Lake Juniper in Jeopardy

By: Mike Tolbert
By: Mike Tolbert

Since Jerry Davidson moved to Walton County early this year, he has fallen in love with Juniper Lake.

"It's a great bass fishing lake with other species. We'd like to keep it that way," he says.

But that's become more and more difficult as weeds and muck threaten to make the lake unusable. Experts typically have to "draw-down" manmade lakes every five to seven years. Workers lower the water level several feet, then clean the muck off the bottom. The operation usually takes six months for the lake to return to normal.

The last time officials "drew-down" Juniper Lake was 1984 and it took a year and a half for the lake to return because of a drought. That angered a lot of residents.

Fred Cross with the FWCC, says, “That's why it hadn't been done in 20 years and that's why conditions are so bad in Juniper.”

The Florida Fish and Wildlife Conservation Commission wants to do another draw-down, but some residents want to use chemicals.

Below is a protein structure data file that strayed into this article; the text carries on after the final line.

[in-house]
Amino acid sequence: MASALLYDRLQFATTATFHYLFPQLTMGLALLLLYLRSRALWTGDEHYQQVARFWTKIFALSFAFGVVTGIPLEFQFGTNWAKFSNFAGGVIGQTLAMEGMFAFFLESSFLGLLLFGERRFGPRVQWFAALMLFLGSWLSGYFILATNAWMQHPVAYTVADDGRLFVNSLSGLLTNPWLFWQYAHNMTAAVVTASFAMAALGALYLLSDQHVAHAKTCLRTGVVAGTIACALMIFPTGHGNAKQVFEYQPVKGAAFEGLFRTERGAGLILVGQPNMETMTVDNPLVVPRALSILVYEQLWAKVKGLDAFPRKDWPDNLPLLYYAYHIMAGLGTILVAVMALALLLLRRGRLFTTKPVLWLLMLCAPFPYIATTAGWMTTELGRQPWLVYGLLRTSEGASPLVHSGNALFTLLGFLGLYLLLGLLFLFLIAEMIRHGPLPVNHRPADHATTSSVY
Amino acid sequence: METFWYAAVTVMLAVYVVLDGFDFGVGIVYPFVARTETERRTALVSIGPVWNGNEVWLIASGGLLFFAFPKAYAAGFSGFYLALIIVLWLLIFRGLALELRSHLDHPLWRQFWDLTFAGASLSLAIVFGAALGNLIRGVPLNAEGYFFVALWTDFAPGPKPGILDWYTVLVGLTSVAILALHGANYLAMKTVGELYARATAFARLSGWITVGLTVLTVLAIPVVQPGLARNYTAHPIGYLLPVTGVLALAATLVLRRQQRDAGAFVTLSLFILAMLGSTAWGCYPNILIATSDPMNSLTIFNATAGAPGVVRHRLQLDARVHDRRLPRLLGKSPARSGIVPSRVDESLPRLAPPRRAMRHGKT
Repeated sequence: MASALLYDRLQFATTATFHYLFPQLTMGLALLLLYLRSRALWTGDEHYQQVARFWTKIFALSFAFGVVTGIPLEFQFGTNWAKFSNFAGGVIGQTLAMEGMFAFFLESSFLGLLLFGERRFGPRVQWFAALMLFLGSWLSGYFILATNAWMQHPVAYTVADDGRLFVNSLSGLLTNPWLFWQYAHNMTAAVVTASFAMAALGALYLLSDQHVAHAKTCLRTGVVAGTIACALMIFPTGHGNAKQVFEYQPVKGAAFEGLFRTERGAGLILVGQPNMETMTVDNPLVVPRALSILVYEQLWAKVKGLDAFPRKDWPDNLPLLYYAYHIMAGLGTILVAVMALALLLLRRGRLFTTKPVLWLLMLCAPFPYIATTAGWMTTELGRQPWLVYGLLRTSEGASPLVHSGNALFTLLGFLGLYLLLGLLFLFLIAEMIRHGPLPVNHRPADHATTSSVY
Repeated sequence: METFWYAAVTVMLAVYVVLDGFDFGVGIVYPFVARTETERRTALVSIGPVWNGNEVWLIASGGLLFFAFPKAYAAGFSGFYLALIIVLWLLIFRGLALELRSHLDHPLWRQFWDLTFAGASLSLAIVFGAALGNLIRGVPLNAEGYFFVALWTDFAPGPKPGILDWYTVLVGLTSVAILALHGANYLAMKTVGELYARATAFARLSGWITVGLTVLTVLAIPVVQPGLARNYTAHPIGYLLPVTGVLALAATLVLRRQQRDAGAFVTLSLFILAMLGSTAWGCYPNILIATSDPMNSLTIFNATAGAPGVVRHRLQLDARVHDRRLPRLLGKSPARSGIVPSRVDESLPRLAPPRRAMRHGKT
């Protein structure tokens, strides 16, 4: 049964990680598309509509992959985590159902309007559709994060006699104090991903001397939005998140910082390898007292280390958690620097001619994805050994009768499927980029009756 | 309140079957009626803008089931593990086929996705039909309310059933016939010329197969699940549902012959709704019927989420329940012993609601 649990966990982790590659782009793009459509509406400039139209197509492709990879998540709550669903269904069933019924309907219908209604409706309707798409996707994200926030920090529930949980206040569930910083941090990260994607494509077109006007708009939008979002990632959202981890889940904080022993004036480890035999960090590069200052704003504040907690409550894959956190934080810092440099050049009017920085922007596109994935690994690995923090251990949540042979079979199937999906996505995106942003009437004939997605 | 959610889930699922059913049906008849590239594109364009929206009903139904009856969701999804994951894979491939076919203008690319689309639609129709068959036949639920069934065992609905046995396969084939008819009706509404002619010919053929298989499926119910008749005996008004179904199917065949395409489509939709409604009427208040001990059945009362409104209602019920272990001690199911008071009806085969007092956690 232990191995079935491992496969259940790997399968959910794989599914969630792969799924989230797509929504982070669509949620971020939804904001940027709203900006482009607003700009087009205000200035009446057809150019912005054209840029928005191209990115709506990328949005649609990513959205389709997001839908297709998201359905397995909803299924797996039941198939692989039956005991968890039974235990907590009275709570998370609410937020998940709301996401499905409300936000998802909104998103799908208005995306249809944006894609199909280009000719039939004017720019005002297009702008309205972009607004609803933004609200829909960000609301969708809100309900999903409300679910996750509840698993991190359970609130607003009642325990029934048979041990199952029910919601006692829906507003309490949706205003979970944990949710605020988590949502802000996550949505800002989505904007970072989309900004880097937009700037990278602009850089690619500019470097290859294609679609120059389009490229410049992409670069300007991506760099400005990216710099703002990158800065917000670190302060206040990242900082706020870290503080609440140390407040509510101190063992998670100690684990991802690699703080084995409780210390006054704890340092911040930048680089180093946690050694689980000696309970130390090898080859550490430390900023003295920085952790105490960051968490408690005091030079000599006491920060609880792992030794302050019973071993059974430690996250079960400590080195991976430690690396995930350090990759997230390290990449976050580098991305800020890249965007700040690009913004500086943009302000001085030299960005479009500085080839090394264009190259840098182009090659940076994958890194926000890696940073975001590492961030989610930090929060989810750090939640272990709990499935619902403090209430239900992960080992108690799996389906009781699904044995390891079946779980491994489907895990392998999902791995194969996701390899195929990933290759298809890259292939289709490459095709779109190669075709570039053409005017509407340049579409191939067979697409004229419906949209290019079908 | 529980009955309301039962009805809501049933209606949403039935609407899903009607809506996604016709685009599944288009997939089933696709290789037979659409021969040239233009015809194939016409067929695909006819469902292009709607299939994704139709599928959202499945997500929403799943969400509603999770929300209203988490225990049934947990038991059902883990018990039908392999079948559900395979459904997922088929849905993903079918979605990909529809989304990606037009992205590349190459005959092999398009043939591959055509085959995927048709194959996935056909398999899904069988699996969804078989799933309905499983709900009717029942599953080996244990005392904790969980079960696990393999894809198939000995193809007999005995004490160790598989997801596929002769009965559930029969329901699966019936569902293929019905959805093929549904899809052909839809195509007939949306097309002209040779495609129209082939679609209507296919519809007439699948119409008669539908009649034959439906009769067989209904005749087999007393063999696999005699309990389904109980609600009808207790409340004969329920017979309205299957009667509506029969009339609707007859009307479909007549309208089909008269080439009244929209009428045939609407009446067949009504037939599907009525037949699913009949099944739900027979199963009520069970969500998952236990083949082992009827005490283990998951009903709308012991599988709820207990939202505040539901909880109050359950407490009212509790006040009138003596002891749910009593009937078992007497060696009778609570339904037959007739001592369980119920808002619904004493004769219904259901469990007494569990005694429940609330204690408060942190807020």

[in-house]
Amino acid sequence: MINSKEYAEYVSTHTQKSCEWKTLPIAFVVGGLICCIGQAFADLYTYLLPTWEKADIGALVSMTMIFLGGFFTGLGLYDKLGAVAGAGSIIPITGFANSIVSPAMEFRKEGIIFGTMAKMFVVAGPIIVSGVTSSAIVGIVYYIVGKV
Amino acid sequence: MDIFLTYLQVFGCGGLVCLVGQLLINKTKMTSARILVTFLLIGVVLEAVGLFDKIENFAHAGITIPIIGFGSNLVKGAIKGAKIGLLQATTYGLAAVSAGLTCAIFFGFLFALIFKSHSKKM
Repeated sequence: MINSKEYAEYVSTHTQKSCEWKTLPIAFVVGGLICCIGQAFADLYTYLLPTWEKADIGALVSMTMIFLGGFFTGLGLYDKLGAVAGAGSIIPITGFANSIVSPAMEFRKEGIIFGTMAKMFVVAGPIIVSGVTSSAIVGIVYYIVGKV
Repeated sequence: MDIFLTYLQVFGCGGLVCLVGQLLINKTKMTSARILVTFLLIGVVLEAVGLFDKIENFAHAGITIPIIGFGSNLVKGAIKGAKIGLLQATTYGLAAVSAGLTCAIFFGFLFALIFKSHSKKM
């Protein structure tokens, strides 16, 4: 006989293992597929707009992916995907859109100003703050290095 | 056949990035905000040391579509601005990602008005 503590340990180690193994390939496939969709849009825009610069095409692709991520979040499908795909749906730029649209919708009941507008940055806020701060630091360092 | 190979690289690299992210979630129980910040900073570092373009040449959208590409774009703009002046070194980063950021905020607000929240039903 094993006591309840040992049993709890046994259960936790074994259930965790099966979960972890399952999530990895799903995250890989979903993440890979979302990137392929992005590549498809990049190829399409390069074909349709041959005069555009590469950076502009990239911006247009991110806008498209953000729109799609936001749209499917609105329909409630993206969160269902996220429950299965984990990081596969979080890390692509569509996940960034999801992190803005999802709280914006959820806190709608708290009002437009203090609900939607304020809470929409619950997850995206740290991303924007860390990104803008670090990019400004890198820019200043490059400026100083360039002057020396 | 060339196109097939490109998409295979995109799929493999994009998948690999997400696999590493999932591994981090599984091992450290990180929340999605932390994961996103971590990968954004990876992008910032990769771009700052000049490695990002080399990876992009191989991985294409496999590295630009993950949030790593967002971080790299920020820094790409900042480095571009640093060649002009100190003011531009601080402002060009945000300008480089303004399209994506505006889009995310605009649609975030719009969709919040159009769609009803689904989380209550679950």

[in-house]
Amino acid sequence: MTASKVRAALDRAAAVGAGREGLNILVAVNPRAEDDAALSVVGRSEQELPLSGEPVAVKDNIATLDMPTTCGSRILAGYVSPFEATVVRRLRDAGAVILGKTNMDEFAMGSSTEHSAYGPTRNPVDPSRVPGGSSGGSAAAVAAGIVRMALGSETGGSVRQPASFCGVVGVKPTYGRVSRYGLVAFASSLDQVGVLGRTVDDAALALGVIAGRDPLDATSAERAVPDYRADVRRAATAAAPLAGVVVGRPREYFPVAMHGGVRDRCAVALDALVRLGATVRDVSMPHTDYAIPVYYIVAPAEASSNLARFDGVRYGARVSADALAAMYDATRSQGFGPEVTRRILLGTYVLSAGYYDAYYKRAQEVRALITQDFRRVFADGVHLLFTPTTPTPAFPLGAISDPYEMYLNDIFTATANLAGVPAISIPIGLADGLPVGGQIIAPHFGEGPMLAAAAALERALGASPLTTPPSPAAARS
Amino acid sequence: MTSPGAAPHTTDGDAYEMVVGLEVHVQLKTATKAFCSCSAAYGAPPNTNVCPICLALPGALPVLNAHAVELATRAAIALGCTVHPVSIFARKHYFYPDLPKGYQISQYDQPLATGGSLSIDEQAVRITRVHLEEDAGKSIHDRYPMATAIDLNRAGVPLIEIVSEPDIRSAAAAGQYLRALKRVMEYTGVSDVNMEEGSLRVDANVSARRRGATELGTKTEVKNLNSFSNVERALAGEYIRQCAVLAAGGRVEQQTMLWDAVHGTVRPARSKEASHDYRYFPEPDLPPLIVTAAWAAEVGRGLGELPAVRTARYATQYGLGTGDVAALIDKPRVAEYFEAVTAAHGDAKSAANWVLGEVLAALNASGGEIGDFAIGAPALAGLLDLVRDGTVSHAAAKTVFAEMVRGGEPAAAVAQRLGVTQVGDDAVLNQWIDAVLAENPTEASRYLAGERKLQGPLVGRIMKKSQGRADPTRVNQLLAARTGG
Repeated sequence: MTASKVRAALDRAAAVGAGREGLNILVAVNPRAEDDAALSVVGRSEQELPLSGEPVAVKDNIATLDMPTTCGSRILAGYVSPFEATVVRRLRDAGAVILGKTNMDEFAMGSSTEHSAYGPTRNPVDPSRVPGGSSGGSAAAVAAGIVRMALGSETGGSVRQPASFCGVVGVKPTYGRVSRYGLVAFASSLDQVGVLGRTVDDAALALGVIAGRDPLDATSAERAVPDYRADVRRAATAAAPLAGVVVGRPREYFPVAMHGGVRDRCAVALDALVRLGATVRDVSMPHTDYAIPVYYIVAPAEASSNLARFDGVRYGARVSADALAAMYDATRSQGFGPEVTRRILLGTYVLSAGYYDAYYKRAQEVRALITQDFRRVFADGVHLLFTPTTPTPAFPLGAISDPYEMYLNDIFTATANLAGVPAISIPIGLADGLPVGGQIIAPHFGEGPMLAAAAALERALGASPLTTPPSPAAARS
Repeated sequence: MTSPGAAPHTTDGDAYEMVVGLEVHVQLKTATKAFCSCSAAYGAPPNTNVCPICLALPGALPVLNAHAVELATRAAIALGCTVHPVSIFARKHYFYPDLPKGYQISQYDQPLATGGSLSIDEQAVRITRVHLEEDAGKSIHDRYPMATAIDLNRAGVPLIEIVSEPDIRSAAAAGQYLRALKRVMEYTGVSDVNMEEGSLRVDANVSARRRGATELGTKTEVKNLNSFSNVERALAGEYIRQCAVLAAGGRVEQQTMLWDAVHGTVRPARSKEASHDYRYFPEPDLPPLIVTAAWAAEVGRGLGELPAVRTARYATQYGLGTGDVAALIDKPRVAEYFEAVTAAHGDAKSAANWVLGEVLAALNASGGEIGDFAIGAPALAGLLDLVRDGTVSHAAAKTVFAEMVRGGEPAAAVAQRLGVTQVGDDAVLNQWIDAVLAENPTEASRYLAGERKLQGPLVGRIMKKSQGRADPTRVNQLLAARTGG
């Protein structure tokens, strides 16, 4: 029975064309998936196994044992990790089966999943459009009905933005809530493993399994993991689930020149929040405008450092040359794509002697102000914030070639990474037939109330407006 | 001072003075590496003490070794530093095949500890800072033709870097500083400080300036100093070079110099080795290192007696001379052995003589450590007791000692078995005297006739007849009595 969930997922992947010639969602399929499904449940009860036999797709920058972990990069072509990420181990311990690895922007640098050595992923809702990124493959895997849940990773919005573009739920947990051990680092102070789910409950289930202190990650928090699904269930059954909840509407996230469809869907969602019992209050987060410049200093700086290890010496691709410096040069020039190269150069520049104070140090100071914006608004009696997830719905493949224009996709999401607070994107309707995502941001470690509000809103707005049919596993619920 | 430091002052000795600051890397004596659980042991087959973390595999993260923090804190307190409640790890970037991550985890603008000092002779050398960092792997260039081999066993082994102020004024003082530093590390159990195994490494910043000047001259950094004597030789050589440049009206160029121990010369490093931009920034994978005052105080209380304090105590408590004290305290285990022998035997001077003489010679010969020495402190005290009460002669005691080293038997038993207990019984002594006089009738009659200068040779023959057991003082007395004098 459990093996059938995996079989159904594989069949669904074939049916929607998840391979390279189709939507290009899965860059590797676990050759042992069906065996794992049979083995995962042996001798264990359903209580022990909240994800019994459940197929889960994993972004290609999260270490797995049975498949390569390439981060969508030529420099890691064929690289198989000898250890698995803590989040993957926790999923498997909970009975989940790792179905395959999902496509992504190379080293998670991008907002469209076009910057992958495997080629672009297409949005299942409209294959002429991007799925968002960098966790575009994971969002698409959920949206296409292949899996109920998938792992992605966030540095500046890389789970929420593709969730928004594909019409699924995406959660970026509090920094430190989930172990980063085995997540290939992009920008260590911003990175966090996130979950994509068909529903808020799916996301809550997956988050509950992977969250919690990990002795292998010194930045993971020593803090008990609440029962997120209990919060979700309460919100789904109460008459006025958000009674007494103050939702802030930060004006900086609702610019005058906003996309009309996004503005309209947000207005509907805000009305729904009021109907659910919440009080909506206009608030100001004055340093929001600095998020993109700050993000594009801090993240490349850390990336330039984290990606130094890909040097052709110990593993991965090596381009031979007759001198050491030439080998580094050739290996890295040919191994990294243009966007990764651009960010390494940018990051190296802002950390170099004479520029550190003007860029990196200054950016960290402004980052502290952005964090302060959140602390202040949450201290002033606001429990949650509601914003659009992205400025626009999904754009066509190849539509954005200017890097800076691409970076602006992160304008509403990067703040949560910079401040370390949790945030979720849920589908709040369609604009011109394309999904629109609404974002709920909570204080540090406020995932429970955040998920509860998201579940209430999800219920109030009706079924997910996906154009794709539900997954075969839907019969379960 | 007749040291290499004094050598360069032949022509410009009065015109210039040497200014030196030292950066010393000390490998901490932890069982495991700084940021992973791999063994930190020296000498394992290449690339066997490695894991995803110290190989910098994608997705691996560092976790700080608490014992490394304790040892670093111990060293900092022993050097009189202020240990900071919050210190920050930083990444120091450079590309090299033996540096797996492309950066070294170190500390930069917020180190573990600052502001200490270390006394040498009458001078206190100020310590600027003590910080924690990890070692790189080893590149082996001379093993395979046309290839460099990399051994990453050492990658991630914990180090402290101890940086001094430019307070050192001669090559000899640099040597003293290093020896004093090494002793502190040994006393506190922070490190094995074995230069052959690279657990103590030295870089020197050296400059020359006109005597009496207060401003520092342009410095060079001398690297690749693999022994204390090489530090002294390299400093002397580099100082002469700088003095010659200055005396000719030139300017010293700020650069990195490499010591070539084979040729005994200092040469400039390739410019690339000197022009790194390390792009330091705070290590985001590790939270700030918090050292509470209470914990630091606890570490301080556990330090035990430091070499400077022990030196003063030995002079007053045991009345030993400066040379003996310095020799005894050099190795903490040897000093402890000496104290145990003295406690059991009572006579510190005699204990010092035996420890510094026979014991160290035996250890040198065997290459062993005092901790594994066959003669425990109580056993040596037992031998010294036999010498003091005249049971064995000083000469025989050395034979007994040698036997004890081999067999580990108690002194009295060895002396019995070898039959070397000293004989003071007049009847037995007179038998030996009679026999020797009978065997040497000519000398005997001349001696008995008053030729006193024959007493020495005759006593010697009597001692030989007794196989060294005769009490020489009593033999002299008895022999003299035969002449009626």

"All that does is kill the plants that are present. They fall down to the bottom, they decompose, and just add to the muck."

It’s basically a band aid and those who use the lake seem to want a fix.

Jerry Davidson says, "We have all the farmland we need, we have all the pine trees we need, but we don't have enough lakes, and this is a great one."

The FWCC says they now have the money to do it, it just depends on the residents. The Florida Fish and Wildlife Conservation Commission plans to hold a public meeting to discuss the draw down in late September.


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